“Democracy dies in darkness” new slogan of the Washington Post

Mainstream media must rethink tactics throughout Trump Era politics

Jacob Knutson


“Democracy dies in darkness.”

This is the new slogan the Washington Post rolled out on its online homepage Feb. 17.

The phrase was popularized by legendary investigative journalist and Washington Post editor Bob Woodward, most famous for his and Carl Bernstein’s 1970s reporting that uncovered the Watergate scandal during Richard Nixon’s presidency.

Responses of the change were a mix of mockery and praise. Some called the slogan melodramatic, others said it encapsulated the inherent function of journalism: to shine a light.

While the publication says the slogan has nothing to do with President Trump, the timing is impeccable.

The change comes after a full week of attacks on mainstream media sources from President Trump and his lackeys. If the change was a response to the attacks, it reveals one thing: mainstream media outlets feels threatened. But they shouldn’t.

While President Trump’s attacks on mainstream media have been baseless and potentially destructive, they are nothing new. He’s been battling the media even before considering running for office.

He’s made pointless statements countless times and posted imbecilic tweets that would have capsized other politicians, but these aren’t the product of impulsiveness. They are part of a carefully maintained strategy that the press is too impulsive to resist.

When mainstream media responds in such a way, it plays into Trump’s strategy: play the victim. His supporters see the stories as trivial and nitpicky, even if the publication is reporting potential ties between President Trump and Russia.

Though it’s not intended, this creates a marketplace for citizens of sources that affirm their beliefs, thus explaining the increase in traffic fringe media site are seeing.

This also explains why, in a new poll from Quinnipiac University, only 52 percent of people said they trusted the mainstream media more than President Trump. While this is a majority, it’s not large. This shouldn’t be the case.

This is not to say what Trump says doesn’t matter. It does. This is also not to say credible journalism is at fault. They are doing what they are trained to do: report news.

This is to say that mainstream media stoop to Trump’s level and play victim.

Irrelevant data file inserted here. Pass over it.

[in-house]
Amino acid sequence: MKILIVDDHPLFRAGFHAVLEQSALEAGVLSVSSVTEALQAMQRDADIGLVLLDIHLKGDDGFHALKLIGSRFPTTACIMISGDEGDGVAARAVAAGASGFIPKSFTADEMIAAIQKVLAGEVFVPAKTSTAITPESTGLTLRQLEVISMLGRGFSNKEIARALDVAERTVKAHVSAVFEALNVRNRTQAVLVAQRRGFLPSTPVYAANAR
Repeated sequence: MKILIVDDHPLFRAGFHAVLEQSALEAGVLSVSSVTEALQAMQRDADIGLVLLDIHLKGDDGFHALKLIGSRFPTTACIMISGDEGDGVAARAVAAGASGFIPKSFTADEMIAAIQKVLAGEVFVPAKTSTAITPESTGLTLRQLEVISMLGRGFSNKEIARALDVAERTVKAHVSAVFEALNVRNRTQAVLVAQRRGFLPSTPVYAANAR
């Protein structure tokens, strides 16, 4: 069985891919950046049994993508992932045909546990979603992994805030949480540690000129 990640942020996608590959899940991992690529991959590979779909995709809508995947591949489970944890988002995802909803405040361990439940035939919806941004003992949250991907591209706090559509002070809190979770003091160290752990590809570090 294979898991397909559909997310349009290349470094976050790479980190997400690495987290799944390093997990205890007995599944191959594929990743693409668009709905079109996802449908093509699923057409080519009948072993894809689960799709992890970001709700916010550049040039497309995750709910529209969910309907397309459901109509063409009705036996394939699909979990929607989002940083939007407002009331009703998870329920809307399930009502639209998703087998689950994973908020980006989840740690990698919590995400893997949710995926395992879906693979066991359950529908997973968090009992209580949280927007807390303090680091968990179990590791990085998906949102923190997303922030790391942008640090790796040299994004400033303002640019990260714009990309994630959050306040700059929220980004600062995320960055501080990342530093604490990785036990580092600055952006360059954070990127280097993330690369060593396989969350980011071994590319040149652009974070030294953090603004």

Since it’s founding, American journalism has been under threat.

In 1733, German immigrant John Peter Zenger printed numerous articles in the New York Weekly Journal, accusing the British royal governor of New York, William S. Cosby, of rigging elections.

Though the authors who wrote the articles were anonymous and Zenger merely printed the articles, he was still jailed and accused of libel.

In his day, libel didn’t mean defamation as it does today. It meant he published information—truth or falsehood irrelevant—critical of the government.

Though he was eventually defended by Alexander Hamilton and found not guilty, the Zenger case embodies the importance of protections of a free and fair press and led, many decades later, to the protections embodied in the Constitution and the Bill of Rights.

While this case is held as the quintessential mark of protections of the press, it is important to note that today is nothing like Zenger’s time. The press of our age holds far more power than press in Zenger’s time; the only difference is our press needs to act like it.

No matter the accusation, in malice or praise, the press must respond by simply putting its head down and working. The story should never be “Donald Trump vs. the media.” The story should never be about the media. It should be about how the new administration’s haphazard policies affect the American people.

President Trump’s first solo press conference on Feb. 16 was nothing less than a train wreck. It was scandalous, but Trump’s attack on media is not news.

What is news are the consequences of Trump’s repealing the endangered species act, the growing famine in South Sudan that is estimated to affect more than 20 million people and the thousands of troops requested by Army Gen. John W. Nicholson, Jr. to break the stalemate in the Afghanistan War.

In dealing with Trump, media outlets must realize that while putting President Trump’s reckless statements on the front page garners clicks and attention, it gives him a spotlight to spread more empty rhetoric.

Instead of using precious resources to give Trump a spotlight, urge the veteran journalists attending press conferences to investigate. Use them to find Trump’s tax returns and his connections to Russia.

In short, media sources should invest in journalists like Woodward and Bernstein. They are out there, ready and willing to lighten the darkness and prolong democracy.

Jacob Knutson is a sophomore  journalism and political science major from Rapid City, S.D.


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